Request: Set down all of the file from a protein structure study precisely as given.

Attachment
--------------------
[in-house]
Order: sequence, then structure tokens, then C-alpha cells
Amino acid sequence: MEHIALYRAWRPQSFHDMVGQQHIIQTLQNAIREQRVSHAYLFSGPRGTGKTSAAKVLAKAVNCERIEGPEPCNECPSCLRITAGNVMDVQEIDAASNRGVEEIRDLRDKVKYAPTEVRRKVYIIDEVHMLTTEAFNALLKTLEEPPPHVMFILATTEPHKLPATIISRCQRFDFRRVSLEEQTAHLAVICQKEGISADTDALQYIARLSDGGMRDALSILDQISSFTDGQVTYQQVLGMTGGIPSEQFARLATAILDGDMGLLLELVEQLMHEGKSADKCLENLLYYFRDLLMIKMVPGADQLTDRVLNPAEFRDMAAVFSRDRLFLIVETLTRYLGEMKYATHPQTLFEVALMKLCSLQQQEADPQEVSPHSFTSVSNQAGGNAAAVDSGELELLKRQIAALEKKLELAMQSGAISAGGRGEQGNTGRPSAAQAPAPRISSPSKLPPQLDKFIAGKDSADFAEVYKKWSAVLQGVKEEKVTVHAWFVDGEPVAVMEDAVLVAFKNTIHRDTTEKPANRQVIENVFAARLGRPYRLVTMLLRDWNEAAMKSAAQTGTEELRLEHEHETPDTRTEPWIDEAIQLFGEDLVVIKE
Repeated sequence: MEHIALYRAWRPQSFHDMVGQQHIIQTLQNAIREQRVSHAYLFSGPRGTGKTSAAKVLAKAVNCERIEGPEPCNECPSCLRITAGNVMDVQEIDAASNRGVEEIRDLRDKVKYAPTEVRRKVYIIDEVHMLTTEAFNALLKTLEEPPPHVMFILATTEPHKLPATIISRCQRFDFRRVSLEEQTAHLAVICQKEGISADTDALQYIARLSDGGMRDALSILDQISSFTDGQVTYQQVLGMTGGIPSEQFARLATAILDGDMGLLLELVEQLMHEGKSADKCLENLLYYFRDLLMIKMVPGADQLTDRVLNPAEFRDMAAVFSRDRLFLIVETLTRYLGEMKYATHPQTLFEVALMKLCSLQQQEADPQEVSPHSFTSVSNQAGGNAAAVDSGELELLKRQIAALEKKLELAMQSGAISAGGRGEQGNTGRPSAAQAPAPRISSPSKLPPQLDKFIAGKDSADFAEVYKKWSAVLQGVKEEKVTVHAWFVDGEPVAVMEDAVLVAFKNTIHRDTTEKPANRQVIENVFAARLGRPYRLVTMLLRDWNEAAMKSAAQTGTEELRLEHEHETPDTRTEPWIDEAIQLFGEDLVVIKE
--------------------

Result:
[in-house]
Order: sequence, then structure tokens, then C-alpha cells
Amino acid sequence: MEHIALYRAWRPQSFHDMVGQQHIIQTLQNAIREQRVSHAYLFSGPRGTGKTSAAKVLAKAVNCERIEGPEPCNECPSCLRITAGNVMDVQEIDAASNRGVEEIRDLRDKVKYAPTEVRRKVYIIDEVHMLTTEAFNALLKTLEEPPPHVMFILATTEPHKLPATIISRCQRFDFRRVSLEEQTAHLAVICQKEGISADTDALQYIARLSDGGMRDALSILDQISSFTDGQVTYQQVLGMTGGIPSEQFARLATAILDGDMGLLLELVEQLMHEGKSADKCLENLLYYFRDLLMIKMVPGADQLTDRVLNPAEFRDMAAVFSRDRLFLIVETLTRYLGEMKYATHPQTLFEVALMKLCSLQQQEADPQEVSPHSFTSVSNQAGGNAAAVDSGELELLKRQIAALEKKLELAMQSGAISAGGRGEQGNTGRPSAAQAPAPRISSPSKLPPQLDKFIAGKDSADFAEVYKKWSAVLQGVKEEKVTVHAWFVDGEPVAVMEDAVLVAFKNTIHRDTTEKPANRQVIENVFAARLGRPYRLVTMLLRDWNEAAMKSAAQTGTEELRLEHEHETPDTRTEPWIDEAIQLFGEDLVVIKE
Repeated sequence: MEHIALYRAWRPQSFHDMVGQQHIIQTLQNAIREQRVSHAYLFSGPRGTGKTSAAKVLAKAVNCERIEGPEPCNECPSCLRITAGNVMDVQEIDAASNRGVEEIRDLRDKVKYAPTEVRRKVYIIDEVHMLTTEAFNALLKTLEEPPPHVMFILATTEPHKLPATIISRCQRFDFRRVSLEEQTAHLAVICQKEGISADTDALQYIARLSDGGMRDALSILDQISSFTDGQVTYQQVLGMTGGIPSEQFARLATAILDGDMGLLLELVEQLMHEGKSADKCLENLLYYFRDLLMIKMVPGADQLTDRVLNPAEFRDMAAVFSRDRLFLIVETLTRYLGEMKYATHPQTLFEVALMKLCSLQQQEADPQEVSPHSFTSVSNQAGGNAAAVDSGELELLKRQIAALEKKLELAMQSGAISAGGRGEQGNTGRPSAAQAPAPRISSPSKLPPQLDKFIAGKDSADFAEVYKKWSAVLQGVKEEKVTVHAWFVDGEPVAVMEDAVLVAFKNTIHRDTTEKPANRQVIENVFAARLGRPYRLVTMLLRDWNEAAMKSAAQTGTEELRLEHEHETPDTRTEPWIDEAIQLFGEDLVVIKE